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Paper: Infrastructural sustainability?

Paper: Infrastructural sustainability? published on No Comments on Paper: Infrastructural sustainability?

I did prepare the paper “Infrastructural sustainability?” for the Vienna Anthropology Days (VANDA) 2022 and the session “Infrastructure and the Built Environment in the Anthropocene“, but was not able to present it because of sickness. Find the abstract below and the full paper as soon as the preprint is ready.

Budka, P. (2022). Infrastructural sustainability? The case of a town in northern Manitoba, Canada [Unpublished manuscript]. Department of Social and Cultural Anthropology, University of Vienna.


This paper explores how the built environment and in particular infrastructural entanglements contribute to the sustainability of the town of Churchill in Northern Manitoba, Canada. Situated at the junction of the boreal forest, the Arctic tundra, and the Hudson Bay, the town of 870 residents has become well-known as the “Polar Bear Capital of the World”.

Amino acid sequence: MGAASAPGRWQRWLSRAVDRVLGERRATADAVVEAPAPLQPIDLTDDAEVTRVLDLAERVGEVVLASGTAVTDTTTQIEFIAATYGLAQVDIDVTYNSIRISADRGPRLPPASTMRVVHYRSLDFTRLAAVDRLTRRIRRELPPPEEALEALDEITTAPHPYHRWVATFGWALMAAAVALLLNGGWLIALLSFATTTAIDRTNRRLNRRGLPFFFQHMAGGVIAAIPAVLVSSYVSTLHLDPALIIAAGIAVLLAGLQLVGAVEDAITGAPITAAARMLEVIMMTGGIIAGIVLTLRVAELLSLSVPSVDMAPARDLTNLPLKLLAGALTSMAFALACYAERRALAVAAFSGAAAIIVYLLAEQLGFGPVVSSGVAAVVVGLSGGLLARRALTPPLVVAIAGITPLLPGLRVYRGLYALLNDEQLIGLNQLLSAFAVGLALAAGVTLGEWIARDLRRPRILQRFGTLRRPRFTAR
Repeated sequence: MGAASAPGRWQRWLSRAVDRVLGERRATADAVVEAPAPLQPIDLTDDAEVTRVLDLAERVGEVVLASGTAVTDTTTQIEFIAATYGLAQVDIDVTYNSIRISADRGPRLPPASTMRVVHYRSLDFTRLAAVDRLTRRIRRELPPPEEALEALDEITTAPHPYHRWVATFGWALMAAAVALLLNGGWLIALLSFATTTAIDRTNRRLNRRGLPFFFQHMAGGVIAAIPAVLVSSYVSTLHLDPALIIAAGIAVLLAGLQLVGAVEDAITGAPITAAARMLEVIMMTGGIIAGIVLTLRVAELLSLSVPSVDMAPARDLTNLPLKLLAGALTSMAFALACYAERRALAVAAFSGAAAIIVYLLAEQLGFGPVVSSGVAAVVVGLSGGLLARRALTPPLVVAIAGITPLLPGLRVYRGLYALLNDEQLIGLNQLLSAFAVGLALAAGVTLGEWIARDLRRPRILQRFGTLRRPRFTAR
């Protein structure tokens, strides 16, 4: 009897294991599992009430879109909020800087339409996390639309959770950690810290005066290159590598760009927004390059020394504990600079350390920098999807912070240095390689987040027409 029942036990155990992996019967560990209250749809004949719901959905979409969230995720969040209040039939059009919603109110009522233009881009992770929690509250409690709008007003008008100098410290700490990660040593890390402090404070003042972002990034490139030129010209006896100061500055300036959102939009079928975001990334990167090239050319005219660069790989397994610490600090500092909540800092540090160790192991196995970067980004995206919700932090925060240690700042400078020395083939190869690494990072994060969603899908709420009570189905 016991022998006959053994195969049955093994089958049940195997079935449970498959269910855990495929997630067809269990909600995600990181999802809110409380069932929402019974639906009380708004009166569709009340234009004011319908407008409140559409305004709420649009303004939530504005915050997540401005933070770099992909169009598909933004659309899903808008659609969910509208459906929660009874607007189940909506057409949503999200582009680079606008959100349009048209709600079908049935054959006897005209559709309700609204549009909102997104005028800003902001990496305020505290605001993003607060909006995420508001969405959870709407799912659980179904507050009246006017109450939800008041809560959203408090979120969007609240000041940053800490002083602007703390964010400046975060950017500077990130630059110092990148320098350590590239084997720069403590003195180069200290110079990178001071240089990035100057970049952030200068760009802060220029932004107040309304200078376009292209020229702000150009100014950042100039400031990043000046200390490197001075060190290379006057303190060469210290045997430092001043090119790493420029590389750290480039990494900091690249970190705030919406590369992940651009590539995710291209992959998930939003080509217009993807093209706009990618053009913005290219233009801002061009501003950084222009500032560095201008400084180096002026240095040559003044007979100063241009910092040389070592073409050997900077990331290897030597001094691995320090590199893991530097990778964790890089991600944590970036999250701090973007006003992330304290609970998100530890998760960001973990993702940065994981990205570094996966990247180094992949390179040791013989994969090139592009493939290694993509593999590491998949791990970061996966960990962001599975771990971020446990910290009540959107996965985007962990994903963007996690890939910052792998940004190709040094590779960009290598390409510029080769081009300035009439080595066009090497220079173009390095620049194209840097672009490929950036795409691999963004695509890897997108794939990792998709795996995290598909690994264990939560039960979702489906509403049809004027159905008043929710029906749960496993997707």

But Churchill is also unique in terms of transport infrastructures. Whereas the town is not accessible via roads, it is home of Canada’s only deep-water port on the Arctic Ocean. This port is the only seaport in the American (Sub)Arctic with a direct link to the North American railway network. And due to former military presence, the town also has a relatively big airport, which now supports the growing tourism industry.

The community of Churchill only exists because of these transport infrastructures and it has been changing together with this built environment. By discussing ethnographic findings, the paper focuses on the failures, such as an 18-month train outage after the flooding of railway tracks in 2017, and the promises, such as the renovation of port and railway between 2021 and 2023 under new ownership, of transport infrastructures in sustaining the community.

Churchill is one of several field sites in the ERC project InfraNorth, which looks into the affordances of transport infrastructures on a pan-Arctic scale through an anthropological lens.

Port of Churchill, MB, Canada. (Photo by Philipp Budka)

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